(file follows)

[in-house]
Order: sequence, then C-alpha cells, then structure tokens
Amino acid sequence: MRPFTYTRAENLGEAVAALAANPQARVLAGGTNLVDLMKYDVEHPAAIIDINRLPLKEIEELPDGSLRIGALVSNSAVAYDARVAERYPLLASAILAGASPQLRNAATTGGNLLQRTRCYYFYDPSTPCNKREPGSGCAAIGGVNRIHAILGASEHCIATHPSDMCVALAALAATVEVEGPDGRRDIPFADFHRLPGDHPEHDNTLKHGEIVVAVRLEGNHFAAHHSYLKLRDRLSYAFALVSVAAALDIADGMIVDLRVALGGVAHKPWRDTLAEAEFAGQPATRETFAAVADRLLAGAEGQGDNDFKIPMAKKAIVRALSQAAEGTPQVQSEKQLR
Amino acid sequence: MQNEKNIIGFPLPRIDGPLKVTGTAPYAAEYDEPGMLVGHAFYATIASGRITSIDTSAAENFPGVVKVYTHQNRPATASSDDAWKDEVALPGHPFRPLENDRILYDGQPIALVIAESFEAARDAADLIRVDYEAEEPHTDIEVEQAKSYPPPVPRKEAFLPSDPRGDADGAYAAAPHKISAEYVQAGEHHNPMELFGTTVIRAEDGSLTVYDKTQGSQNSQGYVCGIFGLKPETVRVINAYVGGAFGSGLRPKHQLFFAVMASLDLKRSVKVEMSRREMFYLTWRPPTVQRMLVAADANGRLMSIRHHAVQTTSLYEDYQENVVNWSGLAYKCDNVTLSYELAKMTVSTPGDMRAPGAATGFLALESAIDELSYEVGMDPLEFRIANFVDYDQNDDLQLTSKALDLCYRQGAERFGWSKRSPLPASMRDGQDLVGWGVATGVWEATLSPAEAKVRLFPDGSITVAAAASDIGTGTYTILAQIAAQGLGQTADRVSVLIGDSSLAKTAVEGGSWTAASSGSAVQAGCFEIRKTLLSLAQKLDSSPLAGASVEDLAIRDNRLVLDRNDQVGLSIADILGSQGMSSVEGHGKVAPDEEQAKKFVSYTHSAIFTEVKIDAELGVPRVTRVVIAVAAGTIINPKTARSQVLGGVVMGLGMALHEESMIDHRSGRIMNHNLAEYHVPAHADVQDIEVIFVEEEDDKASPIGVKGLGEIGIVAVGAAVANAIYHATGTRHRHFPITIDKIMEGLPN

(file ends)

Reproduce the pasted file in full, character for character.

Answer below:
[in-house]
Order: sequence, then C-alpha cells, then structure tokens
Amino acid sequence: MRPFTYTRAENLGEAVAALAANPQARVLAGGTNLVDLMKYDVEHPAAIIDINRLPLKEIEELPDGSLRIGALVSNSAVAYDARVAERYPLLASAILAGASPQLRNAATTGGNLLQRTRCYYFYDPSTPCNKREPGSGCAAIGGVNRIHAILGASEHCIATHPSDMCVALAALAATVEVEGPDGRRDIPFADFHRLPGDHPEHDNTLKHGEIVVAVRLEGNHFAAHHSYLKLRDRLSYAFALVSVAAALDIADGMIVDLRVALGGVAHKPWRDTLAEAEFAGQPATRETFAAVADRLLAGAEGQGDNDFKIPMAKKAIVRALSQAAEGTPQVQSEKQLR
Amino acid sequence: MQNEKNIIGFPLPRIDGPLKVTGTAPYAAEYDEPGMLVGHAFYATIASGRITSIDTSAAENFPGVVKVYTHQNRPATASSDDAWKDEVALPGHPFRPLENDRILYDGQPIALVIAESFEAARDAADLIRVDYEAEEPHTDIEVEQAKSYPPPVPRKEAFLPSDPRGDADGAYAAAPHKISAEYVQAGEHHNPMELFGTTVIRAEDGSLTVYDKTQGSQNSQGYVCGIFGLKPETVRVINAYVGGAFGSGLRPKHQLFFAVMASLDLKRSVKVEMSRREMFYLTWRPPTVQRMLVAADANGRLMSIRHHAVQTTSLYEDYQENVVNWSGLAYKCDNVTLSYELAKMTVSTPGDMRAPGAATGFLALESAIDELSYEVGMDPLEFRIANFVDYDQNDDLQLTSKALDLCYRQGAERFGWSKRSPLPASMRDGQDLVGWGVATGVWEATLSPAEAKVRLFPDGSITVAAAASDIGTGTYTILAQIAAQGLGQTADRVSVLIGDSSLAKTAVEGGSWTAASSGSAVQAGCFEIRKTLLSLAQKLDSSPLAGASVEDLAIRDNRLVLDRNDQVGLSIADILGSQGMSSVEGHGKVAPDEEQAKKFVSYTHSAIFTEVKIDAELGVPRVTRVVIAVAAGTIINPKTARSQVLGGVVMGLGMALHEESMIDHRSGRIMNHNLAEYHVPAHADVQDIEVIFVEEEDDKASPIGVKGLGEIGIVAVGAAVANAIYHATGTRHRHFPITIDKIMEGLPN